As a result, it can lessen the symptoms of depression, which can be a common cause of addiction, separating thoughts before we can become overwhelmed by them. Beyond this, it also allows us to learn to relax, reducing stress, pain, anxiety, and even cravings, all of which can further both depression and in turn the resulting addiction. Mindfulness asks us to focus on our breath and to take a moment out of our days to be still, which can often be tricky when several distractions are competing for our attention at all times. Now in this digital age, it is more vital than ever before, to take a moment to step back and examine our thoughts and perspectives on situations that we are faced with, especially if dealing with substance addiction.
Mindfulness allows us to breathe, take time, and make decisions with careful consideration for all possible outcomes.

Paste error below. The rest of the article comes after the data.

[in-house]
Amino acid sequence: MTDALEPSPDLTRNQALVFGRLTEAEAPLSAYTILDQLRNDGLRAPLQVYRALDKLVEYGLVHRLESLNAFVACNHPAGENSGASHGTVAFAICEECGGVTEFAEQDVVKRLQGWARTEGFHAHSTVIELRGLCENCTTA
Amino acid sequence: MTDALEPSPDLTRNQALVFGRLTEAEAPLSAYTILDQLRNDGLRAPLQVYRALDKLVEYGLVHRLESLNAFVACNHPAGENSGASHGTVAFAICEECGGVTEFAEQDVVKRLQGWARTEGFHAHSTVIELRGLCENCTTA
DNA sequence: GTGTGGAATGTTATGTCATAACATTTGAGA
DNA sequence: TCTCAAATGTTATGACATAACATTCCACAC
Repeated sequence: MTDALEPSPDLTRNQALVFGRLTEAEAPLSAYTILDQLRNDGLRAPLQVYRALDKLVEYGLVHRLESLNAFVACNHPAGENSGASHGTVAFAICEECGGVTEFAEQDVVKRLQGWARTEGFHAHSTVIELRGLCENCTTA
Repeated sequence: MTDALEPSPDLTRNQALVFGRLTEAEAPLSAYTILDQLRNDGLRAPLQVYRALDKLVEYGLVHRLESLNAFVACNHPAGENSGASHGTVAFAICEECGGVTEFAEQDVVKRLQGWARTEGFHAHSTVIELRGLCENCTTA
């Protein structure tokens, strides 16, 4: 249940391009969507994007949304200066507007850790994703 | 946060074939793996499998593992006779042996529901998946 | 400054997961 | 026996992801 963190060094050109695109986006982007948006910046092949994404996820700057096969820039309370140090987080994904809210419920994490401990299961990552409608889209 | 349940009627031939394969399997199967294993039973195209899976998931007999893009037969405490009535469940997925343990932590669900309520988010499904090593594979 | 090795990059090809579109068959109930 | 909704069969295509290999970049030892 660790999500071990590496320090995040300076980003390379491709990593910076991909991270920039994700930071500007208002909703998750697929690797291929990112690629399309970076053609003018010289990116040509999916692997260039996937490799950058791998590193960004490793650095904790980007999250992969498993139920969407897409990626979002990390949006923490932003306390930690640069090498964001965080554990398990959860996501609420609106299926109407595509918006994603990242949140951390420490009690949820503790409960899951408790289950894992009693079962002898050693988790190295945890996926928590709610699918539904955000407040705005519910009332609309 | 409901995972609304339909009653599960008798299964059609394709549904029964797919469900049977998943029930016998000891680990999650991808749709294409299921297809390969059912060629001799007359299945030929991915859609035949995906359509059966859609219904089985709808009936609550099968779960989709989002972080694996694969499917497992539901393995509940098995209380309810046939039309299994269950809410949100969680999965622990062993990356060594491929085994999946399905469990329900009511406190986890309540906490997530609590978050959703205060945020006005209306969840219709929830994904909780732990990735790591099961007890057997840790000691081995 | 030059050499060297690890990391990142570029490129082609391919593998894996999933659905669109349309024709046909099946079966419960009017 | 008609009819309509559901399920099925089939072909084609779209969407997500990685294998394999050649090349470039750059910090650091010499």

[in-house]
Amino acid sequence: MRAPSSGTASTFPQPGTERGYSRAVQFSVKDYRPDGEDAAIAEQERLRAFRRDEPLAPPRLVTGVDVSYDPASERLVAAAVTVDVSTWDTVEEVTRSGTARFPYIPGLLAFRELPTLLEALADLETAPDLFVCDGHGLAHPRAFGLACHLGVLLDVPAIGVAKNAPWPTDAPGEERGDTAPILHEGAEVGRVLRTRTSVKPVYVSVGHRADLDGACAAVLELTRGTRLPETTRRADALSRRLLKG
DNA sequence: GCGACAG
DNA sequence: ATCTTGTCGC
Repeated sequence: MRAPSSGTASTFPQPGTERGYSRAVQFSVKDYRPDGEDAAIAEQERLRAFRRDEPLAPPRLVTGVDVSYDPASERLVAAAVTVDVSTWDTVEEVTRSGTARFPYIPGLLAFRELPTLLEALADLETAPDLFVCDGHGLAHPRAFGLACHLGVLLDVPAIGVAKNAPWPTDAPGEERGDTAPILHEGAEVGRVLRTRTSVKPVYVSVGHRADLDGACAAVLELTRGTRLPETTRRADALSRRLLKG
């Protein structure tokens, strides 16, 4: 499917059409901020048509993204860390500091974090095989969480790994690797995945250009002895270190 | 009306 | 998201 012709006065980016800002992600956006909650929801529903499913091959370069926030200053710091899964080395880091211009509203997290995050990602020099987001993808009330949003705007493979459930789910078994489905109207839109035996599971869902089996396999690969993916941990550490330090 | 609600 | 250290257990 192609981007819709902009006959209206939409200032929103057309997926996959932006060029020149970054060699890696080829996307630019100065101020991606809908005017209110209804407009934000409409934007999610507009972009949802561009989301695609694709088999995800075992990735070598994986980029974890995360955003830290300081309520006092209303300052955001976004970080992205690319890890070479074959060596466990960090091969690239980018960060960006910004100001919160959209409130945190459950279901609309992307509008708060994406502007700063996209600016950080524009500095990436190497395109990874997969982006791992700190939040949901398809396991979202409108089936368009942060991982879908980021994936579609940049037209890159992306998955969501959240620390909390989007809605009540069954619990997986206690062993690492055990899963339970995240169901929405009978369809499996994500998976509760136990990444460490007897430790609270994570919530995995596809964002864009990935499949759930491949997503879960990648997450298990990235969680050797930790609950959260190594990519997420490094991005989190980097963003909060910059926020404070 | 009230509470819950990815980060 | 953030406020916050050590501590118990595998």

Mindfulness in Recovery Separates Thoughts and Emotions
However, Mindfulness not only allows us to separate our thoughts and emotions to see ourselves better, but also to see others better, and be compassionate to those around us. This is especially important for those going through rehab treatment, as the stigma of being in rehab and admitting to having addiction issues can often make patients turn in on themselves and isolate themselves from others even more than they did before seeking treatment.
It is typical for rehab patients to carry a burden of shame, and to see themselves as not being like other patients at their rehab center. By making a dedicated effort with a regular mindfulness practice, however, patients can build compassion for others non-judgmentally, allowing them to connect and create a social support network of people going through similar experiences, a reminder that they, and all of us, are not alone in their struggles or their journey.